Monday, March 28, 2011

Good News: Web Features Planned for Canada's next Venice Biennale Outing

There's always plenty to debate about the Venice Biennale and Canada's representation there--Did they manage to cram it all into the tiny pavilion effectively? Was the artist a suitable pick? And, this year, for some: Was the process of artist selection equitable, having been reclaimed by the National Gallery as a task after decades of regional-insto rotation? (For a recap of some of these debates regarding this year, you can check out VoCA's stream of comments on the matter.)

Point being: always lots to be concerned about re Canada and Venice. But what rose to the uppermost of my mind as National Gallery director Marc Mayer and contemporary-art curator Josee Drouin Brisebois came through town to talk about their pick, Steven Shearer, a few weeks back was the following: Will there actually be some decent microsite or web features created so that the many Canadians who won't be able to visit Venice might get a glimpse of this exhibition? An exhibition that, erm, they themselves are sponsoring? And which presents an artist that is is purportedly crucial to present to the rest of the world at this point? Afer all, it tends to bother me when curators or institutions rail on about the need for a decent physical infrastructure for presenting an artist when the virtual infrastructure is left at nil.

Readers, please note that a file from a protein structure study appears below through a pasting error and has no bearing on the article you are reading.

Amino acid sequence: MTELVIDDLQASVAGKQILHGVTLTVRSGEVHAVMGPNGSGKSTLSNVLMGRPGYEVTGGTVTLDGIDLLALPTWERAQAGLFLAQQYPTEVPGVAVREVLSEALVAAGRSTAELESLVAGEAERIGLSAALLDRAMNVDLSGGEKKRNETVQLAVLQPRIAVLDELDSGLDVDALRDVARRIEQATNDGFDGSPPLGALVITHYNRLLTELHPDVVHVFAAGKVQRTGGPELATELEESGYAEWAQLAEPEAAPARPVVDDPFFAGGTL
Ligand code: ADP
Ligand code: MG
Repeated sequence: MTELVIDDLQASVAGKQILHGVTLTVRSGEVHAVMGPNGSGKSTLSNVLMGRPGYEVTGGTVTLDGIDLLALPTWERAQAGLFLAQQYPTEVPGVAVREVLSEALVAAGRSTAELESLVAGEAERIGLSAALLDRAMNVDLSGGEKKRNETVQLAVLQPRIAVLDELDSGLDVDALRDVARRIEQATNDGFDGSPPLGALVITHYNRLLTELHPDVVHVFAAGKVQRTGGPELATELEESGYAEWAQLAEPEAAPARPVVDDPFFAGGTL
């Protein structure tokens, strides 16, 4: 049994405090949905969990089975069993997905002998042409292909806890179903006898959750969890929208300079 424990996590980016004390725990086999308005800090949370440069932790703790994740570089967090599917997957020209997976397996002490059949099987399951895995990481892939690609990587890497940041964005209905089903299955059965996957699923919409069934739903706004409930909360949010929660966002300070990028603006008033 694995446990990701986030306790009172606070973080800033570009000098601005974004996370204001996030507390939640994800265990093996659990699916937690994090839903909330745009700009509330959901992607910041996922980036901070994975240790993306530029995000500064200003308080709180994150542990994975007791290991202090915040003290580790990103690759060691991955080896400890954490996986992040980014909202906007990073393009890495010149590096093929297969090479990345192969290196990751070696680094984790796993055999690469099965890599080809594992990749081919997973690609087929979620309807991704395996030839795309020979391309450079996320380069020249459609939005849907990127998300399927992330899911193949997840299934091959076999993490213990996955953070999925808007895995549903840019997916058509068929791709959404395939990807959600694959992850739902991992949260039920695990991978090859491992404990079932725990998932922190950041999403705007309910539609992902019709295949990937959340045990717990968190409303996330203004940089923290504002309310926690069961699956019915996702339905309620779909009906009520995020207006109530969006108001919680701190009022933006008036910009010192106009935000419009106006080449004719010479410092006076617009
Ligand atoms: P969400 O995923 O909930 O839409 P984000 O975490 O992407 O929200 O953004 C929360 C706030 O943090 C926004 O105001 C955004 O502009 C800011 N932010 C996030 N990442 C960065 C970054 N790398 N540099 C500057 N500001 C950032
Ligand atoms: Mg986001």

Thankfully, a couple of days ago, I got some positive words from the gallery on this. According to the gallery, a Venice microsite of some kind is planned to accompany the in situ exhibition. Tentatively, it will include short videos, excerpts from the catalogue, and images. They're also considering a webcam recording of the opening event.

The microsite is part of the gallery's overall web redesign, due to launch after mid-April, from what they were able to tell me.

In any case, I'm very relieved to hear there is a web component planned for Venice.... and that it's not just a Facebook page. Helpful as those things can be, it scares me when they're treated as the last word in web exhibitions.

(Image of the Canada Pavilion in Venice from 2009 presenter the Justina M. Barnicke Gallery)

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